Media, Technology and Copyright is an interdisciplinary work that applies economic theory to central topical issues in the law of intellectual property. Based on the author's professional experience as a professor, lecturer, and consultant, the volume represents the first full-length consideration of the diverse topics of law and copyright by a professional economist.
Opening chapters of the book involve issues in the analog domain, including the economics of infringement, fair use, property damages, liability rules, compulsory licensing, and publicity rights. Chapters on digital rights include topics related to software, databases, and cyber-law, including digital rights management, file-sharing, music licensing, deep linking, framing, and contributory infringement. The author also brings economic insights to competition law for intellectual property, including antitrust, copyright misuse, and applications in the European Union.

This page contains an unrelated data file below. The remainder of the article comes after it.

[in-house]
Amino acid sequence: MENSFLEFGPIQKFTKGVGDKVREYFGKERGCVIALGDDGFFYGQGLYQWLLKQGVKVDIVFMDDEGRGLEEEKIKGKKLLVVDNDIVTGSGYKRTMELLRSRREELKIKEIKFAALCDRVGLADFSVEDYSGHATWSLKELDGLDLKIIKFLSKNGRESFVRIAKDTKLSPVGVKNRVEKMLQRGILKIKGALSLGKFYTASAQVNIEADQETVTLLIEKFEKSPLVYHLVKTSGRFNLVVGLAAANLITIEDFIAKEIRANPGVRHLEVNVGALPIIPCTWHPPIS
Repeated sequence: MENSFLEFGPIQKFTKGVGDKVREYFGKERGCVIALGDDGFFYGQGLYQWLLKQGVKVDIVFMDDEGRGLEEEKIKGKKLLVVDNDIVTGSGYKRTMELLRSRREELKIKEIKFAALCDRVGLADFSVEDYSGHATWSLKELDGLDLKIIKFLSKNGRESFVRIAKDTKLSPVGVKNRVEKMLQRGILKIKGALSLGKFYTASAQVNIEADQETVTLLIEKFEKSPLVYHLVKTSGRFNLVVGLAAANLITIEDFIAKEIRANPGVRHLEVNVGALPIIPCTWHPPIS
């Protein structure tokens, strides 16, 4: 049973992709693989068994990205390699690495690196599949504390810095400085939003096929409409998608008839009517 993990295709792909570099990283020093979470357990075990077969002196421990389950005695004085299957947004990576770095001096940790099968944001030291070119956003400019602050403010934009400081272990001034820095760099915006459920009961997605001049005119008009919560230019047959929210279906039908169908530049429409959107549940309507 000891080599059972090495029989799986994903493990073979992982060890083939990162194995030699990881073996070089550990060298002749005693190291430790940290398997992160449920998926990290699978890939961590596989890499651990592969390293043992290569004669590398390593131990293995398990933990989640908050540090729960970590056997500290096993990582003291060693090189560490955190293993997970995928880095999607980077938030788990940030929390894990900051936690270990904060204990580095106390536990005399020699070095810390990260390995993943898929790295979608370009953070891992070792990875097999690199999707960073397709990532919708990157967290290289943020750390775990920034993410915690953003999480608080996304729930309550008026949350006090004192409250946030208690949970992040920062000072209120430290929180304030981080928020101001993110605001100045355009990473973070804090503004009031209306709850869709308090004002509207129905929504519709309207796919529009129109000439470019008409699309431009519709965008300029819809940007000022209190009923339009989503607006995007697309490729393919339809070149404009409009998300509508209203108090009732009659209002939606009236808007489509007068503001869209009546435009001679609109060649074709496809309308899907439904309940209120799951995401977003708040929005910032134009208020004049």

Written in non-technical language for an interdisciplinary audience of lawyers, economists, students, artists, and professionals in the content industry, the book provides a comprehensive study for anyone interested in the issues surrounding intellectual property rights.